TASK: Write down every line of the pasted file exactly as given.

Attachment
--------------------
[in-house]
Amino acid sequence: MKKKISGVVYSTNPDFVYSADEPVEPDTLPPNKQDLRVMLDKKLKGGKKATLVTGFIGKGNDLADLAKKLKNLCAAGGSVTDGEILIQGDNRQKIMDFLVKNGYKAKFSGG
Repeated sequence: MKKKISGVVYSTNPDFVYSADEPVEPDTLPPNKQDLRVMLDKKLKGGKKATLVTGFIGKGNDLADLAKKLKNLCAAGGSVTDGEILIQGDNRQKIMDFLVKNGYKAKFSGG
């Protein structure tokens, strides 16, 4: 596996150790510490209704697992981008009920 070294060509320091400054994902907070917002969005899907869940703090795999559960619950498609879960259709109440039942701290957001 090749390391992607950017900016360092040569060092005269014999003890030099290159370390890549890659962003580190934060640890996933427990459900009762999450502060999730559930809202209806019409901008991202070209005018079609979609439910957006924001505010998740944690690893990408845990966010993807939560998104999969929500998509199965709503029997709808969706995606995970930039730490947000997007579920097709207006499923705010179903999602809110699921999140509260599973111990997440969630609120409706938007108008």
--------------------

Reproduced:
[in-house]
Amino acid sequence: MKKKISGVVYSTNPDFVYSADEPVEPDTLPPNKQDLRVMLDKKLKGGKKATLVTGFIGKGNDLADLAKKLKNLCAAGGSVTDGEILIQGDNRQKIMDFLVKNGYKAKFSGG
Repeated sequence: MKKKISGVVYSTNPDFVYSADEPVEPDTLPPNKQDLRVMLDKKLKGGKKATLVTGFIGKGNDLADLAKKLKNLCAAGGSVTDGEILIQGDNRQKIMDFLVKNGYKAKFSGG
């Protein structure tokens, strides 16, 4: 596996150790510490209704697992981008009920 070294060509320091400054994902907070917002969005899907869940703090795999559960619950498609879960259709109440039942701290957001 090749390391992607950017900016360092040569060092005269014999003890030099290159370390890549890659962003580190934060640890996933427990459900009762999450502060999730559930809202209806019409901008991202070209005018079609979609439910957006924001505010998740944690690893990408845990966010993807939560998104999969929500998509199965709503029997709808969706995606995970930039730490947000997007579920097709207006499923705010179903999602809110699921999140509260599973111990997440969630609120409706938007108008």